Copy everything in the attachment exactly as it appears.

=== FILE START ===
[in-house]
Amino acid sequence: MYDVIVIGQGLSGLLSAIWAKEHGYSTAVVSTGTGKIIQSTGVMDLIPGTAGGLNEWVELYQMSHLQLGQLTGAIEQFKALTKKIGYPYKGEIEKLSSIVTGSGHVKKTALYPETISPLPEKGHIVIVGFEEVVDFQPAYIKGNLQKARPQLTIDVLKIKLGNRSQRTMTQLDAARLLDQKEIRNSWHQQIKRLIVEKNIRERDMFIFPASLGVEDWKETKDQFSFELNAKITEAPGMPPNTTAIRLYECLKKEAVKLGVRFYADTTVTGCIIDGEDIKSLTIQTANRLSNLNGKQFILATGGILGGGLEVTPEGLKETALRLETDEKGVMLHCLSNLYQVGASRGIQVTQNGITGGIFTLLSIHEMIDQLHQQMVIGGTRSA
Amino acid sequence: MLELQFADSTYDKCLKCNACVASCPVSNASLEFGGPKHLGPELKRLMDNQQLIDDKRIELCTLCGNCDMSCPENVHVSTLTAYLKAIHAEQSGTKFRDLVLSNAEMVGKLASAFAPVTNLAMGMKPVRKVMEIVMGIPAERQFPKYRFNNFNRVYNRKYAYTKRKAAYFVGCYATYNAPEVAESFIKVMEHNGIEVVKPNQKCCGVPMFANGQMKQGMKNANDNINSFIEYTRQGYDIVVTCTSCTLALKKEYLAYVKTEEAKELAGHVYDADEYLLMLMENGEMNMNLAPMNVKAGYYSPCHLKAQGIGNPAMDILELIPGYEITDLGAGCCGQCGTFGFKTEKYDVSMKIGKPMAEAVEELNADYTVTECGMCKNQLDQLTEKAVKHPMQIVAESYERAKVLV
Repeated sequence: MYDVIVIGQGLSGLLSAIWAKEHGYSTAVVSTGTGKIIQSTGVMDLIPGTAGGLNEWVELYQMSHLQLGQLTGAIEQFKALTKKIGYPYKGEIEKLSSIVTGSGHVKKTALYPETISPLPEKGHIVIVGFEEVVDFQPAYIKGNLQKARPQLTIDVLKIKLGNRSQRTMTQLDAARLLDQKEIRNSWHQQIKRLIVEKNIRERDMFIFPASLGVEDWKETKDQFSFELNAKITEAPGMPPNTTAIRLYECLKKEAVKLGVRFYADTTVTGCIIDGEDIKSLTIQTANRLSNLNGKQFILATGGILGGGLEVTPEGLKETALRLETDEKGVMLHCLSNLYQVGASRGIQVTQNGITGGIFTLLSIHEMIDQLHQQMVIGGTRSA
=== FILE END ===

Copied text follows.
[in-house]
Amino acid sequence: MYDVIVIGQGLSGLLSAIWAKEHGYSTAVVSTGTGKIIQSTGVMDLIPGTAGGLNEWVELYQMSHLQLGQLTGAIEQFKALTKKIGYPYKGEIEKLSSIVTGSGHVKKTALYPETISPLPEKGHIVIVGFEEVVDFQPAYIKGNLQKARPQLTIDVLKIKLGNRSQRTMTQLDAARLLDQKEIRNSWHQQIKRLIVEKNIRERDMFIFPASLGVEDWKETKDQFSFELNAKITEAPGMPPNTTAIRLYECLKKEAVKLGVRFYADTTVTGCIIDGEDIKSLTIQTANRLSNLNGKQFILATGGILGGGLEVTPEGLKETALRLETDEKGVMLHCLSNLYQVGASRGIQVTQNGITGGIFTLLSIHEMIDQLHQQMVIGGTRSA
Amino acid sequence: MLELQFADSTYDKCLKCNACVASCPVSNASLEFGGPKHLGPELKRLMDNQQLIDDKRIELCTLCGNCDMSCPENVHVSTLTAYLKAIHAEQSGTKFRDLVLSNAEMVGKLASAFAPVTNLAMGMKPVRKVMEIVMGIPAERQFPKYRFNNFNRVYNRKYAYTKRKAAYFVGCYATYNAPEVAESFIKVMEHNGIEVVKPNQKCCGVPMFANGQMKQGMKNANDNINSFIEYTRQGYDIVVTCTSCTLALKKEYLAYVKTEEAKELAGHVYDADEYLLMLMENGEMNMNLAPMNVKAGYYSPCHLKAQGIGNPAMDILELIPGYEITDLGAGCCGQCGTFGFKTEKYDVSMKIGKPMAEAVEELNADYTVTECGMCKNQLDQLTEKAVKHPMQIVAESYERAKVLV
Repeated sequence: MYDVIVIGQGLSGLLSAIWAKEHGYSTAVVSTGTGKIIQSTGVMDLIPGTAGGLNEWVELYQMSHLQLGQLTGAIEQFKALTKKIGYPYKGEIEKLSSIVTGSGHVKKTALYPETISPLPEKGHIVIVGFEEVVDFQPAYIKGNLQKARPQLTIDVLKIKLGNRSQRTMTQLDAARLLDQKEIRNSWHQQIKRLIVEKNIRERDMFIFPASLGVEDWKETKDQFSFELNAKITEAPGMPPNTTAIRLYECLKKEAVKLGVRFYADTTVTGCIIDGEDIKSLTIQTANRLSNLNGKQFILATGGILGGGLEVTPEGLKETALRLETDEKGVMLHCLSNLYQVGASRGIQVTQNGITGGIFTLLSIHEMIDQLHQQMVIGGTRSA